President of Dangote Group, Aliko Dangote
By Crusoe Osagie
The Republic of Congo and Dangote Group have stated that the company’s cement project in the country would commence production in the year 2014.
Dangote Group recently extended its Pan-African cement investment to the Republic of Congo in Central Africa, with a $350 million Investment Agreement signed between the group and the Federal Government of Congo.
While President of Dangote Group, Aliko Dangote, signed the agreement on behalf of his company in Brazzaville, the Minister of Planning, Economy, Integration and Coordinator of the Economic Pole Mr. Pierre Moussa, the Minister of Industrial Development and Private Sector Promotion Mr. Rodolphe Adada, and the Minister of Mines and Geology, Mr. Pierre Oba, all endorsed the agreement on behalf of the Government of Congo.
Adada, who spoke on behalf of the government, hailed Dangote’s move to invest in the country and pledged full support of the government for the project. According to him, Dangote is a symbol of the emancipation of the African continent with this significant investment in to Congo.
“The Dangote project is important to our people and our economy as it enables us achieve President Denis Sassou Nguesso’s vision for a robust and diversified economy.
“The project will help the country significantly reduce the imports of cement and even enable us become a net exporter of cement while boosting economic growth, development, job creation and income generation”, he added.
“We are proud to have Dangote in Congo and it is a demonstration of an excellent relationship between the governments of the Federal Republic of Nigeria and the Republic of Congo,” he said.
Also speaking at the event, Dangote said the intention of the company in its foray into Congo was not just to make profit but also to further empower the people of Congo, create new jobs and wealth.
“We are committed to our business all over the world and Congo will be no exception. We are going to invest $350 million in the construction of a fully integrated cement factory with an installed capacity of 1.5 million metric tonnes per year within the next three years and transform Congo into a net exporter of cement,” Dangote said.
According to him, this investment would serve as a launch pad into other sectors of the Congolese economy.
The factory would be located in the territory of the administrative district of Bouenza in the southern part of the Republic of Congo. As a fully integrated plant the facility would process local limestone and other raw materials.
Dangote assured of a successful delivery of this project, which is one of many other successful projects in 14 other African countries, where the company has invested.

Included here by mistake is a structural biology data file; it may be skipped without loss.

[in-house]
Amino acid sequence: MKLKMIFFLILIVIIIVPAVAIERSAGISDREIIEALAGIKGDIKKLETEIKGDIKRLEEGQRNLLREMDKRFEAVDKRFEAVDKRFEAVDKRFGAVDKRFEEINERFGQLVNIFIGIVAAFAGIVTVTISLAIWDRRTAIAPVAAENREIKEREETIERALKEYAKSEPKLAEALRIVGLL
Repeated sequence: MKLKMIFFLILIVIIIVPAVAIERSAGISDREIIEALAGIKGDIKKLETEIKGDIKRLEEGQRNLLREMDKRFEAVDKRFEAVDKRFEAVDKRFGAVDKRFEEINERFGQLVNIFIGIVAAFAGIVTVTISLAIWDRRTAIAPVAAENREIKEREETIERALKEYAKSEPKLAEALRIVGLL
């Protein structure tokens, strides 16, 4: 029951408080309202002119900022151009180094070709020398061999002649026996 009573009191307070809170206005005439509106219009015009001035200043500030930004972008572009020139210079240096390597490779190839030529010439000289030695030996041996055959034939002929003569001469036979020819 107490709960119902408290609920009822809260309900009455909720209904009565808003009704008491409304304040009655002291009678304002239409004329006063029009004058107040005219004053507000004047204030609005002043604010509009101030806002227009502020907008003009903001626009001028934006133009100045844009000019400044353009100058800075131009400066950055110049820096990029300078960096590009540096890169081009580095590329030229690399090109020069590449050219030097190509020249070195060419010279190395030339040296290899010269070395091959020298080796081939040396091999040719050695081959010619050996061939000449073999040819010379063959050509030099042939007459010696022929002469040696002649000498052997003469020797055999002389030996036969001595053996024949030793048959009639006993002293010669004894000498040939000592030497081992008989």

He said he believed that this investment would further strengthen the bilateral ties between both countries.
“This indeed, shows that Africa is gradually taking its destiny in its own hands rather than wait for investors from outside. Investment in the real sector of the economy is the only way that our continent can achieve the much desired accelerated growth and development that we have yearned for,” he said.
“The developmental challenges of Africa are quite tremendous. According to a report by the McKinsey Global Institute issued in June 2010, Africa requires at least $46 billion in spending annually to meet infrastructural needs.
“It is obvious that African governments alone cannot hope to meet this demand due to the various competing needs in other aspects of the economy. This is why private companies are needed to complement the government’s efforts. It is in this light that we have decided to invest in Cameroon,” Dangote explained.
“We are motivated to create an African success story because we believe that entrepreneurship, especially our own home-grown African entrepreneurship, holds the key to the future economic growth of the continent. The fact that Africa offers one of the highest returns on investment (ROI) in the world is an additional incentive for any discerning investor, who can take calculated risks,” he added.
Stressing his commitment to Corporate Social Responsibility (CSR) he noted that while Dangote Group was in the business of creating wealth primarily, they were also mindful of the need to touch the lives of people.
“As a company, we have always been conscious of the need to give a little of our profits back to the society as a guarantee for sustainable business success. This has been our guiding business philosophy. In all our host communities where we operate, we have a robust CSR strategy in place, for translating this philosophy into projects and actions that touch positively on the citizens,” Dangote noted.
“With the cooperation of our host communities, we will create employment opportunities and help small businesses to grow in Congo,” he assured.
He hinted that the long term ambition of his company is to develop 50 million metric tonnes of cement production and terminal capacity in Africa by 2015, stressing that they want to become a truly pan-African champion in the sector, capable of competing globally with the largest cement companies in the world.
“We quite understand the dynamics of doing business in Africa because we are Africans. We respect the people and their cultures anywhere we operate in Africa and for us this is an undeniable edge,” he said.